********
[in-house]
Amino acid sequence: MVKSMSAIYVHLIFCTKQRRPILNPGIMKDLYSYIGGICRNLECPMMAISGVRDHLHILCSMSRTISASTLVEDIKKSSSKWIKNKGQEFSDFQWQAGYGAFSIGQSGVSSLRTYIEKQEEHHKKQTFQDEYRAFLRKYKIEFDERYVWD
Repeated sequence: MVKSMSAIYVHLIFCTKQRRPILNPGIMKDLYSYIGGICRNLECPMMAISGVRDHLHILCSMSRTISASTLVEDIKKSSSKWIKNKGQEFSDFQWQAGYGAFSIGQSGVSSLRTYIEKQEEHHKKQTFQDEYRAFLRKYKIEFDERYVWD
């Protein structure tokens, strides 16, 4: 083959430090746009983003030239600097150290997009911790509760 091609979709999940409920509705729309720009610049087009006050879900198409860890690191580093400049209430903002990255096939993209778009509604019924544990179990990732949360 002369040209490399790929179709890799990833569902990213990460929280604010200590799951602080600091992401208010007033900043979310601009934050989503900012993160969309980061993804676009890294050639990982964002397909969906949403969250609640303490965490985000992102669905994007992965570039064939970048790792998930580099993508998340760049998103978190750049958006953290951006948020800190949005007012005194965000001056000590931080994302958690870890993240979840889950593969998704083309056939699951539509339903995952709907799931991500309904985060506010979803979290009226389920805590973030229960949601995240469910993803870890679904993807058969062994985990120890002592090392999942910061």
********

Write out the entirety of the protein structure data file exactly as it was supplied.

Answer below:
[in-house]
Amino acid sequence: MVKSMSAIYVHLIFCTKQRRPILNPGIMKDLYSYIGGICRNLECPMMAISGVRDHLHILCSMSRTISASTLVEDIKKSSSKWIKNKGQEFSDFQWQAGYGAFSIGQSGVSSLRTYIEKQEEHHKKQTFQDEYRAFLRKYKIEFDERYVWD
Repeated sequence: MVKSMSAIYVHLIFCTKQRRPILNPGIMKDLYSYIGGICRNLECPMMAISGVRDHLHILCSMSRTISASTLVEDIKKSSSKWIKNKGQEFSDFQWQAGYGAFSIGQSGVSSLRTYIEKQEEHHKKQTFQDEYRAFLRKYKIEFDERYVWD
């Protein structure tokens, strides 16, 4: 083959430090746009983003030239600097150290997009911790509760 091609979709999940409920509705729309720009610049087009006050879900198409860890690191580093400049209430903002990255096939993209778009509604019924544990179990990732949360 002369040209490399790929179709890799990833569902990213990460929280604010200590799951602080600091992401208010007033900043979310601009934050989503900012993160969309980061993804676009890294050639990982964002397909969906949403969250609640303490965490985000992102669905994007992965570039064939970048790792998930580099993508998340760049998103978190750049958006953290951006948020800190949005007012005194965000001056000590931080994302958690870890993240979840889950593969998704083309056939699951539509339903995952709907799931991500309904985060506010979803979290009226389920805590973030229960949601995240469910993803870890679904993807058969062994985990120890002592090392999942910061």